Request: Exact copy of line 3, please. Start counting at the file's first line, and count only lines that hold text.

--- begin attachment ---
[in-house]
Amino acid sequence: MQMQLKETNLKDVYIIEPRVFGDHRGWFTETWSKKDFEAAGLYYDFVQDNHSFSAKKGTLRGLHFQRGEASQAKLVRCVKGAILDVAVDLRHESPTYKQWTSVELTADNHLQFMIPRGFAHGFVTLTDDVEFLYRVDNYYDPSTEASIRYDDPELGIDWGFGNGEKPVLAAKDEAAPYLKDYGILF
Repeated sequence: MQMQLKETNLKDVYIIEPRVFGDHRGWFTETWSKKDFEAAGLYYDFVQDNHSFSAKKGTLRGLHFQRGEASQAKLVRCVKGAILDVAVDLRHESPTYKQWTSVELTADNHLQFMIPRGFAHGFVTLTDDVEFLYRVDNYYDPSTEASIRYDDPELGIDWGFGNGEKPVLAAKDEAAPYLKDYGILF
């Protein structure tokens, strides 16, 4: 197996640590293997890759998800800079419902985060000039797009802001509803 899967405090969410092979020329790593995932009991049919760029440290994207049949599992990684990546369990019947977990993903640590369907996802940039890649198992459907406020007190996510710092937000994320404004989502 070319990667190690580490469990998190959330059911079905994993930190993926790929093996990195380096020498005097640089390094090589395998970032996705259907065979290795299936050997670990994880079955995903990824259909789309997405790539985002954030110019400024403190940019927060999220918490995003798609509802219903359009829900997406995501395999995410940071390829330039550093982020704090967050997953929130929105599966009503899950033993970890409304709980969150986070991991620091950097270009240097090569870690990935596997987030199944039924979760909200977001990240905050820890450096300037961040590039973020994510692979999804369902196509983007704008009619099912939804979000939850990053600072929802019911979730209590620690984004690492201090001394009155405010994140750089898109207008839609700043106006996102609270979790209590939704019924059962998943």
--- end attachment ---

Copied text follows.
Repeated sequence: MQMQLKETNLKDVYIIEPRVFGDHRGWFTETWSKKDFEAAGLYYDFVQDNHSFSAKKGTLRGLHFQRGEASQAKLVRCVKGAILDVAVDLRHESPTYKQWTSVELTADNHLQFMIPRGFAHGFVTLTDDVEFLYRVDNYYDPSTEASIRYDDPELGIDWGFGNGEKPVLAAKDEAAPYLKDYGILF